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Kiev 4 rangefinder with jupiter 8

This post looks at the Kiev 4 35mm rangefinder camera, which was a soviet made copy of a contax II rangefinder. The model shown here is fitted with a Jupiter 8 lens and the serial number of 7506090 suggests it was probably made between about 1975 and 1980.

Kiev 4 Rangefinder Pictures

My Kiev 4 Rangefinder camera

I obtained my copy of the Kiev 4 from a local charity shop where a friend of my wife works. She knows I’m a camera collector and when my wife bumped into her in the town a few weeks ago she mentioned that they had a set of cameras in the shop which hadn’t been sorted out at that time. I little while later she sent me a picture of the bundle of cameras and I spotted this Kiev 4 in the group and bought it for £10.

It seems the camera was probably looked after quite well by it’s previous owner because, unusually for a camera this old, all the shutter speeds seem to work and there is very little in the way of surface corrosion or dirt on the camera body.

Kiev 4 Description

The Kiev 4 follows the pattern of many Russian made cameras of the 1950s and 60s in that it is a copy of a highly prized camera made in Germany – in this case the Contax III.

I don’t own a Contax III so I can’t say how close to that camera the Kiev 4 is, but in terms of layout and look it seems pretty close. I suspect the same cannot be said for the engineering.

Focusing system

The most noticeable feature of the camera is the way the focus system works and it is the element of the camera’s design which makes it unique in my collection.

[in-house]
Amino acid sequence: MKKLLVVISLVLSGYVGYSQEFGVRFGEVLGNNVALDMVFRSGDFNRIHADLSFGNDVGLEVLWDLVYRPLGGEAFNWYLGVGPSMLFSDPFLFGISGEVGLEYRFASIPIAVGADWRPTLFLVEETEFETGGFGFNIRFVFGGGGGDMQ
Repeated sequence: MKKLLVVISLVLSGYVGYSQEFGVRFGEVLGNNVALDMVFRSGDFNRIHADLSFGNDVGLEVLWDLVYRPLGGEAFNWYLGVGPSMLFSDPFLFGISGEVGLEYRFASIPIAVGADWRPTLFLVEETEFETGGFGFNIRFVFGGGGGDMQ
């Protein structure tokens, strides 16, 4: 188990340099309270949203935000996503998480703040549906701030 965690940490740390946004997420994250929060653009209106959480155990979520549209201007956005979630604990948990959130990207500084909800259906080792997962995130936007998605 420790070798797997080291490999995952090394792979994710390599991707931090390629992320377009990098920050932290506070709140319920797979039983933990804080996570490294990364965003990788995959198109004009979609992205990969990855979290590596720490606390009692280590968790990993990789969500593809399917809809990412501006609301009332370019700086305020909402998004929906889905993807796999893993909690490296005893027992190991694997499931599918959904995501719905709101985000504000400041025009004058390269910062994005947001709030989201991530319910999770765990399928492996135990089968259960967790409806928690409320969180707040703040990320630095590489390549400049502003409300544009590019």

The camera is fitted with a 50mm Jupiter 8 lens, which was quite common among many Russian copy cameras, but instead of the lens having a focus helicoid, the focusing is carried out by the camera itself. The lens fits into the camera body via a bayonet mount and there is a wheel set in the top of the camera, above the rangefinder window, which is used to turn the lens housing and adjust the focus. This wheel is locked with a small lever which is naturally pushed out of the way as the wheel is turned, but once unlocked, the lens can also be turned by hand in the usual way.

One of the odd side effects of this system is that the camera can be focused without the lens being fitted on the body!

The camera uses a traditional rangefinder focusing mechanism, which for any readers who aren’t aware is a way of focusing which involves having two images which superimpose on each other at the point the camera is in focus. When you look through the viewfinder there is a small yellow square in the middle of the scene and within this square are two versions of the image. As the focus control is moved the two images move together or apart and when they exactly align on a point the camera is in focus for that distance.

As well as being controlled within the camera body, the focus system is also designed with a big distance between the two viewing ports. This makes the unit easier to precisely  focus with because there is a large movement between the shortest focus point and the farthest (infinity).

One downside of the focusing arrangement on this camera however is that I found that it is very easy to get your hand in the way of the second window when holding the camera which means the small yellow square which is used to set the focus disappears.

Exposure control

The camera is equipped with a non coupled light meter unit which sits on the top of the camera with the light cell protected by a small metal flap which is opened to take a reading.